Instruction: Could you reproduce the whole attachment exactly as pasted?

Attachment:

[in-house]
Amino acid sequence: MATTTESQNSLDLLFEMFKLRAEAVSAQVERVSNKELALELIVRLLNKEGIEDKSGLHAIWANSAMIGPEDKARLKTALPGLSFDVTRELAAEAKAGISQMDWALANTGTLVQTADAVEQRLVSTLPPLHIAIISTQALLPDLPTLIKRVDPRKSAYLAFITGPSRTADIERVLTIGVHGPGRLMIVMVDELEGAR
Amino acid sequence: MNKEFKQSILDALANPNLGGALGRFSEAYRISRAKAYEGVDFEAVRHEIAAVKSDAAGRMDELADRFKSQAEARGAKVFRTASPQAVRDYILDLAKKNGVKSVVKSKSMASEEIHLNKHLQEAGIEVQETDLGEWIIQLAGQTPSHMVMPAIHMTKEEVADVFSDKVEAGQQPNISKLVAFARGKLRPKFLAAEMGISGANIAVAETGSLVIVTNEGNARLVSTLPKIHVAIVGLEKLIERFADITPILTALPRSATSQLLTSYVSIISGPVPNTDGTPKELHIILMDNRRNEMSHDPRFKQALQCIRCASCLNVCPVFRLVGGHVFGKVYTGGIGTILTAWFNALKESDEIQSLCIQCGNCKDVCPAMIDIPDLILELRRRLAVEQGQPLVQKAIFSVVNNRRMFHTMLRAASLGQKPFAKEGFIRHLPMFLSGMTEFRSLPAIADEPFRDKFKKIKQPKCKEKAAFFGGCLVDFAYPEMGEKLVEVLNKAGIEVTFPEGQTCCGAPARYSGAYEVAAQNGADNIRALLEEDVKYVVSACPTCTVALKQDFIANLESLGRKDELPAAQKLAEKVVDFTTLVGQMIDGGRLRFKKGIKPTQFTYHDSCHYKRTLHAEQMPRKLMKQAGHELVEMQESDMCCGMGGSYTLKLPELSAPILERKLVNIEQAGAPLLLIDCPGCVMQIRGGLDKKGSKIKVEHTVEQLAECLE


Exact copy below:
[in-house]
Amino acid sequence: MATTTESQNSLDLLFEMFKLRAEAVSAQVERVSNKELALELIVRLLNKEGIEDKSGLHAIWANSAMIGPEDKARLKTALPGLSFDVTRELAAEAKAGISQMDWALANTGTLVQTADAVEQRLVSTLPPLHIAIISTQALLPDLPTLIKRVDPRKSAYLAFITGPSRTADIERVLTIGVHGPGRLMIVMVDELEGAR
Amino acid sequence: MNKEFKQSILDALANPNLGGALGRFSEAYRISRAKAYEGVDFEAVRHEIAAVKSDAAGRMDELADRFKSQAEARGAKVFRTASPQAVRDYILDLAKKNGVKSVVKSKSMASEEIHLNKHLQEAGIEVQETDLGEWIIQLAGQTPSHMVMPAIHMTKEEVADVFSDKVEAGQQPNISKLVAFARGKLRPKFLAAEMGISGANIAVAETGSLVIVTNEGNARLVSTLPKIHVAIVGLEKLIERFADITPILTALPRSATSQLLTSYVSIISGPVPNTDGTPKELHIILMDNRRNEMSHDPRFKQALQCIRCASCLNVCPVFRLVGGHVFGKVYTGGIGTILTAWFNALKESDEIQSLCIQCGNCKDVCPAMIDIPDLILELRRRLAVEQGQPLVQKAIFSVVNNRRMFHTMLRAASLGQKPFAKEGFIRHLPMFLSGMTEFRSLPAIADEPFRDKFKKIKQPKCKEKAAFFGGCLVDFAYPEMGEKLVEVLNKAGIEVTFPEGQTCCGAPARYSGAYEVAAQNGADNIRALLEEDVKYVVSACPTCTVALKQDFIANLESLGRKDELPAAQKLAEKVVDFTTLVGQMIDGGRLRFKKGIKPTQFTYHDSCHYKRTLHAEQMPRKLMKQAGHELVEMQESDMCCGMGGSYTLKLPELSAPILERKLVNIEQAGAPLLLIDCPGCVMQIRGGLDKKGSKIKVEHTVEQLAECLE